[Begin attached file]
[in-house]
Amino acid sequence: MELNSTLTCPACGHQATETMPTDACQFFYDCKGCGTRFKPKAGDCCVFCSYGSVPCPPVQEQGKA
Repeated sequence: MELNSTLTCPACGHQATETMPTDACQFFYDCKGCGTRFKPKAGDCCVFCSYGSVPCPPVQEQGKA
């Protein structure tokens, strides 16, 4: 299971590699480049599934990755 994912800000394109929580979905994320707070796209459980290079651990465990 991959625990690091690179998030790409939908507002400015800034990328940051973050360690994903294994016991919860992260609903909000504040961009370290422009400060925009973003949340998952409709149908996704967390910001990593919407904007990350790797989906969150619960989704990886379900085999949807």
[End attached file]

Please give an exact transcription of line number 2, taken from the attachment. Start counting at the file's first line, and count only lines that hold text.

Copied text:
Amino acid sequence: MELNSTLTCPACGHQATETMPTDACQFFYDCKGCGTRFKPKAGDCCVFCSYGSVPCPPVQEQGKA